Cognitive deficits accompany mood disorders and other psychiatric conditions, often with debilitating effects. Limited treatments currently exist, but studies in animals and humans have pointed to drugs that activate serotonin receptors as a potential therapeutic for the symptoms. However, it has remained unclear how the medication affects resting brain activity.
Now, a new study in Biological Psychiatry: Cognitive Neuroscience and Neuroimaging, led by researchers in the Department of Psychiatry at the University of Oxford, examines the drug’s effects in healthy human adults.
Serotonin receptors and the 5-HT4-type receptors in particular are found in areas throughout the brain, including the frontal cortex, basal ganglia and hippocampus, that are known to mediate cognitive function and regulate mood. Serotonin receptors are the primary targets of anti-depressant medications, but resolving mood disturbances often does not resolve cognitive symptoms.
The researchers enlisted 50 healthy volunteers; half of them received a six-day course of prucalopride, a highly selective agonist of the 5-HT4 type serotonin receptor, whereas the other half of the participants received a placebo. Participants underwent scanning with functional magnetic resonance imaging (fMRI), including a “resting scan” where they could relax in the scanner.
Lead author Dr Angharad de Cates said:
“Our previous studies on prucalopride demonstrated that even at low clinical doses it can improve cognition and memory in healthy volunteers. This latest research provides a neurological mechanism by which this might occur.”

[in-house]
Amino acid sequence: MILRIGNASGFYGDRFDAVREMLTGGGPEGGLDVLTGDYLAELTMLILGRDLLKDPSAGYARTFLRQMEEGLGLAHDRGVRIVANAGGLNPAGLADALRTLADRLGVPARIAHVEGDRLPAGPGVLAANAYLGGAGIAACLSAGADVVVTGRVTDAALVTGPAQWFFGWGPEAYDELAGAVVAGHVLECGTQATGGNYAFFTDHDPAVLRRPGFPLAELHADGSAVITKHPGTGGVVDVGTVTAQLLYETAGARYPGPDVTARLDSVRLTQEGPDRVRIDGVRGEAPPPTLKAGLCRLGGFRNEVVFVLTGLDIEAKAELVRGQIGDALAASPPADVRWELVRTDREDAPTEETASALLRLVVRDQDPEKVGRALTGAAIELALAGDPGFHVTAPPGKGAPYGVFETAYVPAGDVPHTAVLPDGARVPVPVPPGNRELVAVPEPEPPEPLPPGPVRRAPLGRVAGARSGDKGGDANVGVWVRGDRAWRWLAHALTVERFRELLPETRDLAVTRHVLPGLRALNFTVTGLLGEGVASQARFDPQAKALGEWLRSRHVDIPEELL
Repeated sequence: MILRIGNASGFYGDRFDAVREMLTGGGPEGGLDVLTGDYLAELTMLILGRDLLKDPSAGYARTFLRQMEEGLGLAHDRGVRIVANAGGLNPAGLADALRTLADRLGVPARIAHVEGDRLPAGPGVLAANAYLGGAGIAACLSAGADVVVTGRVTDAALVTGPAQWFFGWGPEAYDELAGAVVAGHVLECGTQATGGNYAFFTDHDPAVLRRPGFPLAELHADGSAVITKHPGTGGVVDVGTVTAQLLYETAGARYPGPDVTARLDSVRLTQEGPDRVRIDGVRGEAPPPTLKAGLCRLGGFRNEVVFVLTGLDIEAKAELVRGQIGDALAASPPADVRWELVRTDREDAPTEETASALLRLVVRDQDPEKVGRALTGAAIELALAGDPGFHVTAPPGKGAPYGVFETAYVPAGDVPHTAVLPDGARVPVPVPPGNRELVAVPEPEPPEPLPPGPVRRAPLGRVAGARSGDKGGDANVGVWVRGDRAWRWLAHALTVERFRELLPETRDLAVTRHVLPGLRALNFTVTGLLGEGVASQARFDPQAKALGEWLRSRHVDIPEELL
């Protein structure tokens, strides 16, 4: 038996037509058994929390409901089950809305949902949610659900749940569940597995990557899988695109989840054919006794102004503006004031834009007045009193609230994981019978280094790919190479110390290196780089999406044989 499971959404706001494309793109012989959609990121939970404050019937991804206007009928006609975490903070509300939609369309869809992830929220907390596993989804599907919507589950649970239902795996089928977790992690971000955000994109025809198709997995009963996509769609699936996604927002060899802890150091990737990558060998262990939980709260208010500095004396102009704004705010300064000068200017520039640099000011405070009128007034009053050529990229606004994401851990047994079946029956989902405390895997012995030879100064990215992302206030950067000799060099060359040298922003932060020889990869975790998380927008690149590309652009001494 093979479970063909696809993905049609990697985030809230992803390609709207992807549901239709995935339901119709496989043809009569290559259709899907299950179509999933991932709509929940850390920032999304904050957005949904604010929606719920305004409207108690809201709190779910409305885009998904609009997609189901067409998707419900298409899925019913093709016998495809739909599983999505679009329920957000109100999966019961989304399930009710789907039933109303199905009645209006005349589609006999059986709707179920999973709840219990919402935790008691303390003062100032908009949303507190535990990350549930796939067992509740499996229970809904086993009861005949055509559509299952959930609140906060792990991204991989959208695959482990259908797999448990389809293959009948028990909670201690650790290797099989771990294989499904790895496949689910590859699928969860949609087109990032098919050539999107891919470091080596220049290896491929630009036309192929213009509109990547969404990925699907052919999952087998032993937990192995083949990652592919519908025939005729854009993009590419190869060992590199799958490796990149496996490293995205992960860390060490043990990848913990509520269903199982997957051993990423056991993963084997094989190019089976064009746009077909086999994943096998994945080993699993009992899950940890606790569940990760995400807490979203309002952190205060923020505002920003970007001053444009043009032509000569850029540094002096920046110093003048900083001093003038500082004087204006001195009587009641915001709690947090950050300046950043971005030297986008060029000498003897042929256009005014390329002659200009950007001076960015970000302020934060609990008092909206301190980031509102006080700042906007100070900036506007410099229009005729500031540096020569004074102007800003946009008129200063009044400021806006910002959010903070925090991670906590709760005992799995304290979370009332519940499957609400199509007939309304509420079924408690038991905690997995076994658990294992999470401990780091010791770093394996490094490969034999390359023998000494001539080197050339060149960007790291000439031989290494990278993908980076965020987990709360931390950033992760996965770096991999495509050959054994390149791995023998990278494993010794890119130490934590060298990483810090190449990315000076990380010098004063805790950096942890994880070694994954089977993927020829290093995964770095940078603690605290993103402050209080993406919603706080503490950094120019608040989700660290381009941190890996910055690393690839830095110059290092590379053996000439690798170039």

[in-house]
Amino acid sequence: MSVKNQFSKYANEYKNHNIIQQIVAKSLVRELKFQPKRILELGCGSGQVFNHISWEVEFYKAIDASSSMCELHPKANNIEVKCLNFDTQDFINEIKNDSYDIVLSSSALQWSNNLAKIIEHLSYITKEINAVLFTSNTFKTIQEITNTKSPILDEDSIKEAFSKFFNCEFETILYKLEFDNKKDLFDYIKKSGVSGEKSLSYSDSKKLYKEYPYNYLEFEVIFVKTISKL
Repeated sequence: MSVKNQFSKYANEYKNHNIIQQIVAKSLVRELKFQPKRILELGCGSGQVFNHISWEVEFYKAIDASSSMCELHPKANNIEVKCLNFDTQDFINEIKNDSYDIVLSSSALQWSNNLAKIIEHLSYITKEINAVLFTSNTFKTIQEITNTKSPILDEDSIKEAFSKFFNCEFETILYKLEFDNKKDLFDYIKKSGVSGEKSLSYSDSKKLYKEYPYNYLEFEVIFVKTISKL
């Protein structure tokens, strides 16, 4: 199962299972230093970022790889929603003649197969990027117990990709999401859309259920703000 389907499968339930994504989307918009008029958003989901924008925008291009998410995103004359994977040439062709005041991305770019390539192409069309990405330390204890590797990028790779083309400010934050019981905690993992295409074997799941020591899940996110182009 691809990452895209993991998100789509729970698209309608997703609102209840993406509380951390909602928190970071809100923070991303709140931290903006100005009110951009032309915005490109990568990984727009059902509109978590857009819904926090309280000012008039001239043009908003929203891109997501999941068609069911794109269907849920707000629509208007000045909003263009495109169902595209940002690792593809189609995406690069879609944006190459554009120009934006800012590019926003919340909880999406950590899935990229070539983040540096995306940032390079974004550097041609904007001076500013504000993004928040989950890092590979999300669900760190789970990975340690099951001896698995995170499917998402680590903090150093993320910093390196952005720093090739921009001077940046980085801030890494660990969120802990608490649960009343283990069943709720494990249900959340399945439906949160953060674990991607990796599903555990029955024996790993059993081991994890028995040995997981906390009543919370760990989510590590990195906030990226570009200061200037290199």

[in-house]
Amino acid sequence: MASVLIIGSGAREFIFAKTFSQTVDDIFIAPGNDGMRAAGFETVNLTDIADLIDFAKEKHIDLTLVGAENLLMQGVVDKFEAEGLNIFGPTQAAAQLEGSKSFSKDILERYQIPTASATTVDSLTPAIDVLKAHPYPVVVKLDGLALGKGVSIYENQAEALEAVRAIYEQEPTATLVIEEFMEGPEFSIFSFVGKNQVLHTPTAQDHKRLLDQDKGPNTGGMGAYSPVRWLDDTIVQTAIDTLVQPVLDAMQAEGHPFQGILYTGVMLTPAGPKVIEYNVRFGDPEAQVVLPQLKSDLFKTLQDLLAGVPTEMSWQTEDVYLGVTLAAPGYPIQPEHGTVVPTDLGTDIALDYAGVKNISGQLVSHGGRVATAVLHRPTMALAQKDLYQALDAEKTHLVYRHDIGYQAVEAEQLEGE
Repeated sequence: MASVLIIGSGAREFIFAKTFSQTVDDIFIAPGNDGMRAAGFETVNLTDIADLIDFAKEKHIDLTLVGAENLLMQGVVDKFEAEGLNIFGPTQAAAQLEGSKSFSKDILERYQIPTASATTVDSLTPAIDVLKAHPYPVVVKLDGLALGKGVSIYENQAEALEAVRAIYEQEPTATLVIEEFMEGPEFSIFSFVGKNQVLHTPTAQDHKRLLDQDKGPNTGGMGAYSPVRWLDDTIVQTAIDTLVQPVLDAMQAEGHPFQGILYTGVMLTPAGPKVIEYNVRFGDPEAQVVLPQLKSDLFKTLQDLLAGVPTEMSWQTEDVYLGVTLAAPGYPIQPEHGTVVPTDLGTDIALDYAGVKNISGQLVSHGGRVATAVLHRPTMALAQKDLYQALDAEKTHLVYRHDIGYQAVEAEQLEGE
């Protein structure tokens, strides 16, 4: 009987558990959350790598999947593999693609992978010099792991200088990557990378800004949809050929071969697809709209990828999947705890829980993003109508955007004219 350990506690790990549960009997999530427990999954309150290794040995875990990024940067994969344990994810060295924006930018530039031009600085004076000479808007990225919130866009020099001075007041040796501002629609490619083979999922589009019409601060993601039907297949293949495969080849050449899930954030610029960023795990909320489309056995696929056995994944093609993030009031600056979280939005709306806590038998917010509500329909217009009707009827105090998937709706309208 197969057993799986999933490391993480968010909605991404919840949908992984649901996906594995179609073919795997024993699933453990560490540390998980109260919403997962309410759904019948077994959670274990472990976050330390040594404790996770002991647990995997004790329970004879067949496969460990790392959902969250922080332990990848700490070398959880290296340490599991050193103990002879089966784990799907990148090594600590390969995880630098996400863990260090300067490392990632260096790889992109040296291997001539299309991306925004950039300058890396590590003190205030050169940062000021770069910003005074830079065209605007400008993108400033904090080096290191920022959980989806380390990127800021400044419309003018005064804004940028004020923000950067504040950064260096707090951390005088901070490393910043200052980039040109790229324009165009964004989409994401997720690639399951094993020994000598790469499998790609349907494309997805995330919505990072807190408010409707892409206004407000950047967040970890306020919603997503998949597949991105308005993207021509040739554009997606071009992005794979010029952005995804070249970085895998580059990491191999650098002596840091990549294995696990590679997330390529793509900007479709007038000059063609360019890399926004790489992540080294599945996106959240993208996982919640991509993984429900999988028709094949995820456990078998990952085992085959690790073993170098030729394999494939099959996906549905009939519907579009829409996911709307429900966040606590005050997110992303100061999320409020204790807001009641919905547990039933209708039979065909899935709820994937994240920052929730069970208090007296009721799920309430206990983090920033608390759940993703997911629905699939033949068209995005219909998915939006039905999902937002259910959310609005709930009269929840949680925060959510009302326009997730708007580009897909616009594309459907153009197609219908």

Participants who received the medication displayed more functional connectivity in their resting state (rsFC) between major cognitive networks. This included more rsFC between the central executive network (cEN), a brain network used for processing thoughts, and the posterior and anterior cingulate cortex (PCC/ACC), brain areas that regulate information processing and attention in the brain. There was also more rsFC between regions of the ACC and the lateral occipital cortex, a region that helps us pay attention to objects that matter. What’s more, medicated participants compared to placebo controls showed decreased rsFC within the default mode network (DMN), a brain network that is activated during mind wandering.
Appropriate connectivity between and within these brain networks is needed to think properly, and it’s known that this connectivity is abnormal in depression. As these same participants taking prucalopride had better scores on cognitive tests earlier that day compared to the placebo participants, this pattern of changes with prucalopride (i.e. increased rsFC within cognitive networks and decreased rsFC within the DMN) appears to be a “signature” of a drug that improves cognition.
Dr. de Cates added:
“This provides further evidence that prucalopride is having an effect in areas of the brain that improve cognitive function – both by increasing and reducing connectivity between specific brain regions as required.”
Susannah Murphy, Associate Professor and joint senior author of the study, said: “Untreated cognitive problems have a significant impact on the quality of life of people with depression. This study adds to the growing evidence base that drugs affecting the 5-HT4 serotonin receptor hold promise as a novel way to treat depression and cognitive impairment.”
Catherine Harmer, Professor of Cognitive Neuroscience and joint senior author of the study, said: “This study adds to the evidence base that the common laxative treatment prucalopride can have important effects in the brain, particularly affecting circuits which are important for learning and memory. Together with previous data, this suggests that this drug might be useful as a pro-cognitive treatment in disorders such as depression.”